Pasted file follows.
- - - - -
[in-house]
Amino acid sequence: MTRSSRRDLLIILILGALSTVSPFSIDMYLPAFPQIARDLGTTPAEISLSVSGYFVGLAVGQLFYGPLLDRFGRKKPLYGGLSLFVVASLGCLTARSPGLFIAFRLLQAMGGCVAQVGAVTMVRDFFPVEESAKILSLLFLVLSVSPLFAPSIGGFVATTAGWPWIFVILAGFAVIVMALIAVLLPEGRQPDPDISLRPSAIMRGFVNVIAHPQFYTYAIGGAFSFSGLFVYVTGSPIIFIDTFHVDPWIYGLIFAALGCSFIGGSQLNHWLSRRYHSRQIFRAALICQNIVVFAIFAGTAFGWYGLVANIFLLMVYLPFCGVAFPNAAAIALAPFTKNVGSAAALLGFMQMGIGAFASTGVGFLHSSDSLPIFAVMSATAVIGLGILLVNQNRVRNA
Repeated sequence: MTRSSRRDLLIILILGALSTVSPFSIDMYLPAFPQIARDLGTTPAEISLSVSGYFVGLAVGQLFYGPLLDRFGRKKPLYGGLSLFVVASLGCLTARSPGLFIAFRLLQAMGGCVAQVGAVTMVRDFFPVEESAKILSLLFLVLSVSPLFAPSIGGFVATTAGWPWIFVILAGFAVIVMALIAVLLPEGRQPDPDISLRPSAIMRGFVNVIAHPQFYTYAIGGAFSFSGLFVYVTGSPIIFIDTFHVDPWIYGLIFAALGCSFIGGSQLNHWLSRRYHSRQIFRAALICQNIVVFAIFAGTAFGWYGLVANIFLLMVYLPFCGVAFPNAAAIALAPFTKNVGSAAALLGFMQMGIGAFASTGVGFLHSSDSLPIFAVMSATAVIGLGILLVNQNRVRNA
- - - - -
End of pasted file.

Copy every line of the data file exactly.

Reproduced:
[in-house]
Amino acid sequence: MTRSSRRDLLIILILGALSTVSPFSIDMYLPAFPQIARDLGTTPAEISLSVSGYFVGLAVGQLFYGPLLDRFGRKKPLYGGLSLFVVASLGCLTARSPGLFIAFRLLQAMGGCVAQVGAVTMVRDFFPVEESAKILSLLFLVLSVSPLFAPSIGGFVATTAGWPWIFVILAGFAVIVMALIAVLLPEGRQPDPDISLRPSAIMRGFVNVIAHPQFYTYAIGGAFSFSGLFVYVTGSPIIFIDTFHVDPWIYGLIFAALGCSFIGGSQLNHWLSRRYHSRQIFRAALICQNIVVFAIFAGTAFGWYGLVANIFLLMVYLPFCGVAFPNAAAIALAPFTKNVGSAAALLGFMQMGIGAFASTGVGFLHSSDSLPIFAVMSATAVIGLGILLVNQNRVRNA
Repeated sequence: MTRSSRRDLLIILILGALSTVSPFSIDMYLPAFPQIARDLGTTPAEISLSVSGYFVGLAVGQLFYGPLLDRFGRKKPLYGGLSLFVVASLGCLTARSPGLFIAFRLLQAMGGCVAQVGAVTMVRDFFPVEESAKILSLLFLVLSVSPLFAPSIGGFVATTAGWPWIFVILAGFAVIVMALIAVLLPEGRQPDPDISLRPSAIMRGFVNVIAHPQFYTYAIGGAFSFSGLFVYVTGSPIIFIDTFHVDPWIYGLIFAALGCSFIGGSQLNHWLSRRYHSRQIFRAALICQNIVVFAIFAGTAFGWYGLVANIFLLMVYLPFCGVAFPNAAAIALAPFTKNVGSAAALLGFMQMGIGAFASTGVGFLHSSDSLPIFAVMSATAVIGLGILLVNQNRVRNA